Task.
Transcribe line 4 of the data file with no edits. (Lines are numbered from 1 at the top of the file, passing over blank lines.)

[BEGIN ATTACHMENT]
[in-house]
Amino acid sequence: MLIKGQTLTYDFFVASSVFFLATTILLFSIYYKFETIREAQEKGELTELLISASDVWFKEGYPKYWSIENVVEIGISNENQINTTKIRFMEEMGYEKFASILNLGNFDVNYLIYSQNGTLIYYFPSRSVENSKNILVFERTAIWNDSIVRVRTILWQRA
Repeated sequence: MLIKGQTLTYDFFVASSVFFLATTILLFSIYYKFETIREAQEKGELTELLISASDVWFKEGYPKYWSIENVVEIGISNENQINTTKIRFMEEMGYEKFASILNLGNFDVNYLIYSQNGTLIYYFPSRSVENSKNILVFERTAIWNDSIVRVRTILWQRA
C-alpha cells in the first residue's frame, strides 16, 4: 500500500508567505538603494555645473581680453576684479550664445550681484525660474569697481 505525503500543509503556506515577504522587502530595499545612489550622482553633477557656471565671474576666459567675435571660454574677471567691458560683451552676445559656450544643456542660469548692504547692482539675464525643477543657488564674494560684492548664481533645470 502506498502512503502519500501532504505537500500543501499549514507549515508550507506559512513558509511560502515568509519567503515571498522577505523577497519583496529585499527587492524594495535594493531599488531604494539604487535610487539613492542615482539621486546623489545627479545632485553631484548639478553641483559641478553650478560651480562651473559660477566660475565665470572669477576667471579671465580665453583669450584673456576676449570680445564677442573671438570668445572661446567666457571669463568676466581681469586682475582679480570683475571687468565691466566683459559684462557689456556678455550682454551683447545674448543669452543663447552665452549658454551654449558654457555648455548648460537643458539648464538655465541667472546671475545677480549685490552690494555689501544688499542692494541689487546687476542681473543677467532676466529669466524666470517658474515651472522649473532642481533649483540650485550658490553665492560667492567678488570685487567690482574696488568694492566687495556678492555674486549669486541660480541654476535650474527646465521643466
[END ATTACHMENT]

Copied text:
C-alpha cells in the first residue's frame, strides 16, 4: 500500500508567505538603494555645473581680453576684479550664445550681484525660474569697481 505525503500543509503556506515577504522587502530595499545612489550622482553633477557656471565671474576666459567675435571660454574677471567691458560683451552676445559656450544643456542660469548692504547692482539675464525643477543657488564674494560684492548664481533645470 502506498502512503502519500501532504505537500500543501499549514507549515508550507506559512513558509511560502515568509519567503515571498522577505523577497519583496529585499527587492524594495535594493531599488531604494539604487535610487539613492542615482539621486546623489545627479545632485553631484548639478553641483559641478553650478560651480562651473559660477566660475565665470572669477576667471579671465580665453583669450584673456576676449570680445564677442573671438570668445572661446567666457571669463568676466581681469586682475582679480570683475571687468565691466566683459559684462557689456556678455550682454551683447545674448543669452543663447552665452549658454551654449558654457555648455548648460537643458539648464538655465541667472546671475545677480549685490552690494555689501544688499542692494541689487546687476542681473543677467532676466529669466524666470517658474515651472522649473532642481533649483540650485550658490553665492560667492567678488570685487567690482574696488568694492566687495556678492555674486549669486541660480541654476535650474527646465521643466